Nominees chosen for new commission to oversee Philadelphia police complaints

The city received 320 applications from people wanting to be part of the newly-created commission.
PHILADELPHIA (WPVI) -- Citizens who worry that their complaints against Philadelphia police are going unheard will soon have a new outlet.

The city is creating a commission that's the first of its kind. It will monitor the conduct, policies and practices of Philadelphia police.

"For the amount of work they're getting ready to do, we can't pay them enough," said Philadelphia City Councilmember Curtis Jones Jr., who represents the 4th District.

It's not an easy job, but hundreds of people still wanted it. The city received 320 applications from people wanting to be part of the newly-created Citizens Police Oversight Commission (COPC).

It's the first time that the city of Philadelphia has had such a commission. The closest thing to it in the past was an advisory commission.

Jones points out that there's a big difference between an advisory commission and an oversight commission.

The Citizens Police Oversight Commission was created to ensure accountability and transparency for the Philadelphia Police Department. Voters approved the creation of the commission last year.

"Five years ago, we couldn't have passed this. George Floyd changed everything," said Jones, who is is spearheading the agency.

It will look into how complaints against police are handled. Jones said that process of investigating complaints against police can currently take up to two years.

"(The commission's) number one job is to be transparent," said Jones who promises a "true investigation" of complaints.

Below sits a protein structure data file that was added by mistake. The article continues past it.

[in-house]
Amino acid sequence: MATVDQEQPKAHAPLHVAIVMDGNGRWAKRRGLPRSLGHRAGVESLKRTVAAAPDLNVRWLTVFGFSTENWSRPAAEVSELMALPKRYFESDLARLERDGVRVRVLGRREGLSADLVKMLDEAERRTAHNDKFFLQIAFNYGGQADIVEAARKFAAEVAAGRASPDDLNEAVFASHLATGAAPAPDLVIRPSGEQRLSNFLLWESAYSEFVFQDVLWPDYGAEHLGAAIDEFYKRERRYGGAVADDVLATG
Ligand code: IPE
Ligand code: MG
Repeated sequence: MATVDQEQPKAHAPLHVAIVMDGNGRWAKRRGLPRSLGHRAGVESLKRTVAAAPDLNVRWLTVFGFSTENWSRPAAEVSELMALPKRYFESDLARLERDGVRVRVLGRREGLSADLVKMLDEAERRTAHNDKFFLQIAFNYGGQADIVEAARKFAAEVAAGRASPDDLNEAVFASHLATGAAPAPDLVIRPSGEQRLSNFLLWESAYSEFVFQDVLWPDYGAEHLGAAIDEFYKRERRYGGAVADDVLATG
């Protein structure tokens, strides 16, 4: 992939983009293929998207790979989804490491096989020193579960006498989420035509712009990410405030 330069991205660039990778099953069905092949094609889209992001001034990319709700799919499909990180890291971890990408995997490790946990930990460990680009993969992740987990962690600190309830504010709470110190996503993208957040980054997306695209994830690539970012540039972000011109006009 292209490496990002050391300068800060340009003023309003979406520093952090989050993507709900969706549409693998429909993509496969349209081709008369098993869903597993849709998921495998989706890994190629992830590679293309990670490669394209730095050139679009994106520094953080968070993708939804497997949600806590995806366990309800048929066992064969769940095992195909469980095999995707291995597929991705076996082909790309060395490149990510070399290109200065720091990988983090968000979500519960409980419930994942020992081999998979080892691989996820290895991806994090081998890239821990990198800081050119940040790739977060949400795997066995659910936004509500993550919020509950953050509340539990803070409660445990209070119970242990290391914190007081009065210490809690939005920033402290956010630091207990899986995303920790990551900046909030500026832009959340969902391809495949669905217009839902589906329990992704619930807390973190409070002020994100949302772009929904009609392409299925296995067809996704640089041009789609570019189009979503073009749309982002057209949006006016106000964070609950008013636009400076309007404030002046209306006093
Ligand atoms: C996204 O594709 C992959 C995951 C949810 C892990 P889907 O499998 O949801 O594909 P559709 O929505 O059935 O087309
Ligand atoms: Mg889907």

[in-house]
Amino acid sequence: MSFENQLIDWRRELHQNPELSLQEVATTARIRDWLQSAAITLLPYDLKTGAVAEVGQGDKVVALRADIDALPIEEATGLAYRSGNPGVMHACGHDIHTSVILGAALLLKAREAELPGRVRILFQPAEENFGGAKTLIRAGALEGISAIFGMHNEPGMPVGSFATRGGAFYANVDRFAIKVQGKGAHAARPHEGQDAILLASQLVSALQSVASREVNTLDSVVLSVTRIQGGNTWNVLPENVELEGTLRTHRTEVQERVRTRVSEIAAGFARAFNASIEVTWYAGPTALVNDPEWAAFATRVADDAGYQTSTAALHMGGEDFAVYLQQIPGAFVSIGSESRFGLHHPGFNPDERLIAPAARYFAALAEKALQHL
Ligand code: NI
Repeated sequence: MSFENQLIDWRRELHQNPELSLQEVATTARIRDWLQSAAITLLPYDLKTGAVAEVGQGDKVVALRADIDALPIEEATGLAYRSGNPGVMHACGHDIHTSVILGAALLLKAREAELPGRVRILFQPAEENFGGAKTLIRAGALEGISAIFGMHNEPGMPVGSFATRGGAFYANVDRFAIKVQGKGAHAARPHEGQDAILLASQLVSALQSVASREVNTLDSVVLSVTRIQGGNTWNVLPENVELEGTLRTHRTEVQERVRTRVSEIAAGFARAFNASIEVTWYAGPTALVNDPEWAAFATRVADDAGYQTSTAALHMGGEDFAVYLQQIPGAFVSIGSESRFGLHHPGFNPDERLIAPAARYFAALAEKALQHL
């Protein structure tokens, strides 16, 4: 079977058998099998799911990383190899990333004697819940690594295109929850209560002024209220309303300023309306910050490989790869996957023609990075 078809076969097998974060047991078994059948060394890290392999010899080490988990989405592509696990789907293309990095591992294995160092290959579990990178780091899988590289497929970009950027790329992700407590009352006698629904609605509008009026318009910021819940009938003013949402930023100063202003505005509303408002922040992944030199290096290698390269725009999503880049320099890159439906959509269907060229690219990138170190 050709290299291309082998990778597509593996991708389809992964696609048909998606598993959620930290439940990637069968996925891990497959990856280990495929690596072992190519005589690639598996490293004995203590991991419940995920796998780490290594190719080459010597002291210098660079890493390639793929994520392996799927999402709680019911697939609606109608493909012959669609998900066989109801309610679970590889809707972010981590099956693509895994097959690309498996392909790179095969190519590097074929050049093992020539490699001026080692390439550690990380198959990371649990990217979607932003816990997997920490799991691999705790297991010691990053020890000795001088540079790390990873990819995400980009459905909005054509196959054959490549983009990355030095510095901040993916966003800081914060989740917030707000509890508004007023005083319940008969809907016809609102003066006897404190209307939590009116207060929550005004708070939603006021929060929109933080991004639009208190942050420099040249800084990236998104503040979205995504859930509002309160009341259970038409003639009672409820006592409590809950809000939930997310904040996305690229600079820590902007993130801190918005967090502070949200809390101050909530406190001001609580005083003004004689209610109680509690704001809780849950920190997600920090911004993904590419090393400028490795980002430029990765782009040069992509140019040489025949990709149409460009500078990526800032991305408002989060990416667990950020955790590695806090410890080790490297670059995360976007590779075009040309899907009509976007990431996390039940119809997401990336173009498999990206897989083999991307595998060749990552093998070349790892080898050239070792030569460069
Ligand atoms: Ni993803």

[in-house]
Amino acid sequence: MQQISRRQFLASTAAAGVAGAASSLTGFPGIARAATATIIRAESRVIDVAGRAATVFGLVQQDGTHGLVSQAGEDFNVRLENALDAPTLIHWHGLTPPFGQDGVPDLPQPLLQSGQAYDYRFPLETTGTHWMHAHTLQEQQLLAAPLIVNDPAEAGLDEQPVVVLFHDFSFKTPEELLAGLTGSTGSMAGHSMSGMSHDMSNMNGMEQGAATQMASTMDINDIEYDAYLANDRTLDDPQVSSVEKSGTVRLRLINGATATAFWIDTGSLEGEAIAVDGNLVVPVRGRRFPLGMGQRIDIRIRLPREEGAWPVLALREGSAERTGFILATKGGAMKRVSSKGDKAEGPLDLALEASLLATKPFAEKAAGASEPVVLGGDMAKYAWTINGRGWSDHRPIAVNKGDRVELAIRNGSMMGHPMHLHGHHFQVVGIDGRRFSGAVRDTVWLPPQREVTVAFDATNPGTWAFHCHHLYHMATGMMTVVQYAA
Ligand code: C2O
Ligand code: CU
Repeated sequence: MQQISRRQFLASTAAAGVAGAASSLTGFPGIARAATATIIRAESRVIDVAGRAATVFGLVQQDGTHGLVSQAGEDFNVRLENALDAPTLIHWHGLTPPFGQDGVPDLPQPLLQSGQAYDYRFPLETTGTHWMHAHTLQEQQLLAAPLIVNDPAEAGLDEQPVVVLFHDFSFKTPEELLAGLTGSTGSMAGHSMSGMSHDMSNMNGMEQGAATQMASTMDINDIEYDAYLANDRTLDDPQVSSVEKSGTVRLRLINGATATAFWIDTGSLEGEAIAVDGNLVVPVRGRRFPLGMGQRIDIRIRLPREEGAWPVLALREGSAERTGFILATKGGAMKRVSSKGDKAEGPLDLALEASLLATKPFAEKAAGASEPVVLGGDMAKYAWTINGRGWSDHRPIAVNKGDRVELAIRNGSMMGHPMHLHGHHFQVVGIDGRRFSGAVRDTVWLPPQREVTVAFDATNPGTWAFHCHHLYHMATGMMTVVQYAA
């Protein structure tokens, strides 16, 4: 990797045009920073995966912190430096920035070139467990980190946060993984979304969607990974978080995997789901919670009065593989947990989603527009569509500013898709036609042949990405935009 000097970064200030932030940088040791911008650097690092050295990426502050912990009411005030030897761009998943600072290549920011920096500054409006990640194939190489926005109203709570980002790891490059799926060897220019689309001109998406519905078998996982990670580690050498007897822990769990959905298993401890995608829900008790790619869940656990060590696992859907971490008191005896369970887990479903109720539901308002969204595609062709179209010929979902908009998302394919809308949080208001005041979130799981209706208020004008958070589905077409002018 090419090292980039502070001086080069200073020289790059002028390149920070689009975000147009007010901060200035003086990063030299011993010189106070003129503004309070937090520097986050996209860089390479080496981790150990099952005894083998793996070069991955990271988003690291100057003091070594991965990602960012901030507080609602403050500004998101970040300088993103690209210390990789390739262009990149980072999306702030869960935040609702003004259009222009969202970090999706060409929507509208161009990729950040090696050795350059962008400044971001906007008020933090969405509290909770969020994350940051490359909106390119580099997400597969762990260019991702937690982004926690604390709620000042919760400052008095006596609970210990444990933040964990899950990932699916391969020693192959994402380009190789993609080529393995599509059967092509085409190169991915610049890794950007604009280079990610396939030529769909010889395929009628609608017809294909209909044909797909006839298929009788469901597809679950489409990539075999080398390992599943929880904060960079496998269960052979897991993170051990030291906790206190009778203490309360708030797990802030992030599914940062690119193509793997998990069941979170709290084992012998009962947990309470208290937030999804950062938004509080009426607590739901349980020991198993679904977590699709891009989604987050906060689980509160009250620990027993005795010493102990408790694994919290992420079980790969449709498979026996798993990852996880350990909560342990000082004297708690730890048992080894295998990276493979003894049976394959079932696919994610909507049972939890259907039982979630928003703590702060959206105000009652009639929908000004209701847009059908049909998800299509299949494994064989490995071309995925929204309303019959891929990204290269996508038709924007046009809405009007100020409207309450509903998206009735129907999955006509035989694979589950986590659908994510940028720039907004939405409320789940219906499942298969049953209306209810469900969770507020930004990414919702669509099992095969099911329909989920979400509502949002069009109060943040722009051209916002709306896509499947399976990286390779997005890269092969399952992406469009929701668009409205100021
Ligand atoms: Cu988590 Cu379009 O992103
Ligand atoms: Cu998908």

"To look into those complaints, either validate them as true or dismiss them as false and then make recommendations for the level of punishment and or discipline that might be there, " he said.

The goal is to create better interactions between police and the community.

A diverse community made up the pool of applicants: 70% identified as a person of color; 43% have an annual income of less than $50,000; and 50% of the applicants don't have a bachelor's degree.

Those numbers fall in line with statistics on marginalized people of color. Our 6abc DataTteam found that Philadelphians of color are 2.5 times more likely to be pulled over by police.

"Everyone realizes you have to do something different," said Jones.

A selection panel chose the nine nominees. They were looking for a diverse group that also had insight into what police do. The prospective CPOC commissioners and their police districts are as follows:

Hassan Bennett (19th)

Haakim Peay (16th)

Jahlee Hatchett (12th)

Benjamin Lerner (9th)

Allan Wong (3rd)

Maryelis Santiago (24th)

Rosaura Torres Thomas (15th)

Melanie DeBouse (35th)

John Solomon (39th)

Commissioners will receive a stipend to cover expenses like gas, parking and a meal on the days they meet. The next step is to get feedback from the community in a town hall which will happen via Zoom from 5pm-7pm tonight. The Zoom meeting can be accessed here.

After getting feedback from the public, city council members will have the hearing to vote on whether to confirm the nine nominees for the CPOC. A final confirmation of the nominees is expected in the next month or two.

"We have to be fair to the citizens, we have to be fair to the officers who serve us, and that process has to be trusted by both," said Jones.
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